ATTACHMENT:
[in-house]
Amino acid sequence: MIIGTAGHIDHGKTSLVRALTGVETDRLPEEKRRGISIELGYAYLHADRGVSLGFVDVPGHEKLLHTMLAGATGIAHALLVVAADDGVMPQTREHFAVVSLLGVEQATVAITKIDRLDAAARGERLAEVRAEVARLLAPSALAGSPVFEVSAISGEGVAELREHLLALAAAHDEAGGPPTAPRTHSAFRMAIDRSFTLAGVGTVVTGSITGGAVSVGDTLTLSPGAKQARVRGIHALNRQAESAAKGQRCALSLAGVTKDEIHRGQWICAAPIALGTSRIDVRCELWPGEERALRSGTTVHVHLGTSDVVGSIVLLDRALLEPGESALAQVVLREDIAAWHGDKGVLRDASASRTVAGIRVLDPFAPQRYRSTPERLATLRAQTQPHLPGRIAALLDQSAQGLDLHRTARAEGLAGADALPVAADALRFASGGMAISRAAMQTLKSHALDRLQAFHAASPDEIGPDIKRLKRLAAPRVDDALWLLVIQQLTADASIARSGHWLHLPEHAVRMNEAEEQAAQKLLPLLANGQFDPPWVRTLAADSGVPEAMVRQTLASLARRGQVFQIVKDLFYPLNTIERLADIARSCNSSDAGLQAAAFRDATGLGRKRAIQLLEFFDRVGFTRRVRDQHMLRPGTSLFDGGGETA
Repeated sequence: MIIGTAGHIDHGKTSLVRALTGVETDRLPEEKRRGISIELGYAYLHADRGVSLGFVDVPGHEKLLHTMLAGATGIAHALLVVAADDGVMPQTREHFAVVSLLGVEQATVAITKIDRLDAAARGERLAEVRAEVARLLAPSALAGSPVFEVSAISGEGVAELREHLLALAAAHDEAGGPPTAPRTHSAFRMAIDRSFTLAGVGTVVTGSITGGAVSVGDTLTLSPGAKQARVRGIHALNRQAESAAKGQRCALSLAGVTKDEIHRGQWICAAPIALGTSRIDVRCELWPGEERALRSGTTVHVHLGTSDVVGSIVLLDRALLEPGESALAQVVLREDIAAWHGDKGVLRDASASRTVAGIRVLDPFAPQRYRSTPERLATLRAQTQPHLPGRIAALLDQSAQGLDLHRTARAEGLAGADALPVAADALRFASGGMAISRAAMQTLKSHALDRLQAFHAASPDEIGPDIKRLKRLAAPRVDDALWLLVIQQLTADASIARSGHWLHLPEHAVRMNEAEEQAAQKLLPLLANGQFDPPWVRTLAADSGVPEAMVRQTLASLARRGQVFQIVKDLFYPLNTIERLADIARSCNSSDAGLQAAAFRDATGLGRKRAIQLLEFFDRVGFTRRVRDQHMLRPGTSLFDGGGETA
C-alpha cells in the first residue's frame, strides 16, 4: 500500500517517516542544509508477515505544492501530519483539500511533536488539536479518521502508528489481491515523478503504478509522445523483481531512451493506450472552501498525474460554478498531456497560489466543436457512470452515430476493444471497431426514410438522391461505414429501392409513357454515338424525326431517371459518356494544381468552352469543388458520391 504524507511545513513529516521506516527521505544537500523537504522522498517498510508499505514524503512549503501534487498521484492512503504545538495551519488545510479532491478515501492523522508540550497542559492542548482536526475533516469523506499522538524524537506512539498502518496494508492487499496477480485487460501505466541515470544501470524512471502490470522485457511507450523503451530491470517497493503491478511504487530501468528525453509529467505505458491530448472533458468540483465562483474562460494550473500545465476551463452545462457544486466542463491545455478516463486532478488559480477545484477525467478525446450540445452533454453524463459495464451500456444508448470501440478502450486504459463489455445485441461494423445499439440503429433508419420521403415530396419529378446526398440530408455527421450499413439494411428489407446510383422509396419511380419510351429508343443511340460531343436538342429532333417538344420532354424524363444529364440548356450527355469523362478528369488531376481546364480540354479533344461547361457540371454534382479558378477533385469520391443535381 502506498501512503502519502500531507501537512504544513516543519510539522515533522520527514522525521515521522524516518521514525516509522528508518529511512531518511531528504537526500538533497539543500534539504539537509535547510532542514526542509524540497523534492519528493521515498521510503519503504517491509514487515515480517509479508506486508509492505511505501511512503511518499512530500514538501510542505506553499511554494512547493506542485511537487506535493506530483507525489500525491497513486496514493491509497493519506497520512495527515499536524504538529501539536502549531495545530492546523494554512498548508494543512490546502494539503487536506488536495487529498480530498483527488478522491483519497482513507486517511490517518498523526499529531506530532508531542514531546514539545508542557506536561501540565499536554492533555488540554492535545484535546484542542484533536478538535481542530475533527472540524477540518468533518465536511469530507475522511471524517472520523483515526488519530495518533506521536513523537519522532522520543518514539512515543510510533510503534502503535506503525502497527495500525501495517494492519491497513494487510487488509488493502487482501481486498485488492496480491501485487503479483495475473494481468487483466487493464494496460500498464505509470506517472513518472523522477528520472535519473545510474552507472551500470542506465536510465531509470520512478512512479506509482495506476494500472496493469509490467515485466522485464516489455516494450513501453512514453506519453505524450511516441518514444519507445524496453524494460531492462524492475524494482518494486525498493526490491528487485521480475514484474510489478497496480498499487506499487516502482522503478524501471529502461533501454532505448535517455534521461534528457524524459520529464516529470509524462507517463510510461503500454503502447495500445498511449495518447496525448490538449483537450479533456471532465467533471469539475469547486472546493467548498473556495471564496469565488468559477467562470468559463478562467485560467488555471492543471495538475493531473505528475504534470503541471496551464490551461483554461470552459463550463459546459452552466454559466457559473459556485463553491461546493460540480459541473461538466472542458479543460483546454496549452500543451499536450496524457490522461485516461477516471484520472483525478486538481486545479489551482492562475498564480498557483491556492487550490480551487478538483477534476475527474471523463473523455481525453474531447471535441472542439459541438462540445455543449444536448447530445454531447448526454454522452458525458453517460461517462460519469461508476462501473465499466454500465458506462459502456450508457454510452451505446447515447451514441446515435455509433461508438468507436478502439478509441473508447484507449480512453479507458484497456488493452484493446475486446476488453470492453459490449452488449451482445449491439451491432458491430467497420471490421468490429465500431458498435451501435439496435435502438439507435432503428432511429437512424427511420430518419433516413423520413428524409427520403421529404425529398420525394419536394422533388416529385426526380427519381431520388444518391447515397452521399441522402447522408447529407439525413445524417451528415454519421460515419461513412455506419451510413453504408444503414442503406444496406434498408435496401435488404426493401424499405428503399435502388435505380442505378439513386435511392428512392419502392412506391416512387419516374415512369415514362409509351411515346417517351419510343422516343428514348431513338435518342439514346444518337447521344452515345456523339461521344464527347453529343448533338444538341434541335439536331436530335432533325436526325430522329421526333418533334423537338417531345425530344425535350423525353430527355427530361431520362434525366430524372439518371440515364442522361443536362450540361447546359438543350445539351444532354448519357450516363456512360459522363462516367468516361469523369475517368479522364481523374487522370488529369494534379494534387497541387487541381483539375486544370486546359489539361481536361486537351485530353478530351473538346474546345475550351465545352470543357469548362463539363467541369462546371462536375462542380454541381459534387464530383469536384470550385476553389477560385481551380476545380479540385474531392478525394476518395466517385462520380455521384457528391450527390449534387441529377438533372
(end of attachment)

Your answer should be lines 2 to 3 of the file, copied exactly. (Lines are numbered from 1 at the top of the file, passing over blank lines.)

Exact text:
Amino acid sequence: MIIGTAGHIDHGKTSLVRALTGVETDRLPEEKRRGISIELGYAYLHADRGVSLGFVDVPGHEKLLHTMLAGATGIAHALLVVAADDGVMPQTREHFAVVSLLGVEQATVAITKIDRLDAAARGERLAEVRAEVARLLAPSALAGSPVFEVSAISGEGVAELREHLLALAAAHDEAGGPPTAPRTHSAFRMAIDRSFTLAGVGTVVTGSITGGAVSVGDTLTLSPGAKQARVRGIHALNRQAESAAKGQRCALSLAGVTKDEIHRGQWICAAPIALGTSRIDVRCELWPGEERALRSGTTVHVHLGTSDVVGSIVLLDRALLEPGESALAQVVLREDIAAWHGDKGVLRDASASRTVAGIRVLDPFAPQRYRSTPERLATLRAQTQPHLPGRIAALLDQSAQGLDLHRTARAEGLAGADALPVAADALRFASGGMAISRAAMQTLKSHALDRLQAFHAASPDEIGPDIKRLKRLAAPRVDDALWLLVIQQLTADASIARSGHWLHLPEHAVRMNEAEEQAAQKLLPLLANGQFDPPWVRTLAADSGVPEAMVRQTLASLARRGQVFQIVKDLFYPLNTIERLADIARSCNSSDAGLQAAAFRDATGLGRKRAIQLLEFFDRVGFTRRVRDQHMLRPGTSLFDGGGETA
Repeated sequence: MIIGTAGHIDHGKTSLVRALTGVETDRLPEEKRRGISIELGYAYLHADRGVSLGFVDVPGHEKLLHTMLAGATGIAHALLVVAADDGVMPQTREHFAVVSLLGVEQATVAITKIDRLDAAARGERLAEVRAEVARLLAPSALAGSPVFEVSAISGEGVAELREHLLALAAAHDEAGGPPTAPRTHSAFRMAIDRSFTLAGVGTVVTGSITGGAVSVGDTLTLSPGAKQARVRGIHALNRQAESAAKGQRCALSLAGVTKDEIHRGQWICAAPIALGTSRIDVRCELWPGEERALRSGTTVHVHLGTSDVVGSIVLLDRALLEPGESALAQVVLREDIAAWHGDKGVLRDASASRTVAGIRVLDPFAPQRYRSTPERLATLRAQTQPHLPGRIAALLDQSAQGLDLHRTARAEGLAGADALPVAADALRFASGGMAISRAAMQTLKSHALDRLQAFHAASPDEIGPDIKRLKRLAAPRVDDALWLLVIQQLTADASIARSGHWLHLPEHAVRMNEAEEQAAQKLLPLLANGQFDPPWVRTLAADSGVPEAMVRQTLASLARRGQVFQIVKDLFYPLNTIERLADIARSCNSSDAGLQAAAFRDATGLGRKRAIQLLEFFDRVGFTRRVRDQHMLRPGTSLFDGGGETA